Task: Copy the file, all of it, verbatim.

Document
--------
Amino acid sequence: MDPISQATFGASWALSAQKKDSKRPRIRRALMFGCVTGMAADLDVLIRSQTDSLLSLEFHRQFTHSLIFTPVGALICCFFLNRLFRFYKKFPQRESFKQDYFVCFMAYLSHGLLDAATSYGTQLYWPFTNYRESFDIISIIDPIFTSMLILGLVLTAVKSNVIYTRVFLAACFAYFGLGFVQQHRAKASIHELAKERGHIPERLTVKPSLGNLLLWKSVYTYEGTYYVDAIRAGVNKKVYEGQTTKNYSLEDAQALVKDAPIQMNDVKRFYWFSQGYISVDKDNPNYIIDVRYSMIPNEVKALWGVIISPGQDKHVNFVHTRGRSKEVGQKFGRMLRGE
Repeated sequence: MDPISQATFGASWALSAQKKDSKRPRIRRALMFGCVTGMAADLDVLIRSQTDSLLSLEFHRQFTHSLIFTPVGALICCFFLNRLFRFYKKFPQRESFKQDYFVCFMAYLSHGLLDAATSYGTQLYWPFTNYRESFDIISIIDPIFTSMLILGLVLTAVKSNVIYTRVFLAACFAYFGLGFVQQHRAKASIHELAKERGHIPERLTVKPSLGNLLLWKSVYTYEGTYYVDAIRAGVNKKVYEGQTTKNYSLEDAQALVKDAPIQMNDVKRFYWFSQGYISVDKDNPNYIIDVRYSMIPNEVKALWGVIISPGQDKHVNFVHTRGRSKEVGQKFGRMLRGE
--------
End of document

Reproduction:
Amino acid sequence: MDPISQATFGASWALSAQKKDSKRPRIRRALMFGCVTGMAADLDVLIRSQTDSLLSLEFHRQFTHSLIFTPVGALICCFFLNRLFRFYKKFPQRESFKQDYFVCFMAYLSHGLLDAATSYGTQLYWPFTNYRESFDIISIIDPIFTSMLILGLVLTAVKSNVIYTRVFLAACFAYFGLGFVQQHRAKASIHELAKERGHIPERLTVKPSLGNLLLWKSVYTYEGTYYVDAIRAGVNKKVYEGQTTKNYSLEDAQALVKDAPIQMNDVKRFYWFSQGYISVDKDNPNYIIDVRYSMIPNEVKALWGVIISPGQDKHVNFVHTRGRSKEVGQKFGRMLRGE
Repeated sequence: MDPISQATFGASWALSAQKKDSKRPRIRRALMFGCVTGMAADLDVLIRSQTDSLLSLEFHRQFTHSLIFTPVGALICCFFLNRLFRFYKKFPQRESFKQDYFVCFMAYLSHGLLDAATSYGTQLYWPFTNYRESFDIISIIDPIFTSMLILGLVLTAVKSNVIYTRVFLAACFAYFGLGFVQQHRAKASIHELAKERGHIPERLTVKPSLGNLLLWKSVYTYEGTYYVDAIRAGVNKKVYEGQTTKNYSLEDAQALVKDAPIQMNDVKRFYWFSQGYISVDKDNPNYIIDVRYSMIPNEVKALWGVIISPGQDKHVNFVHTRGRSKEVGQKFGRMLRGE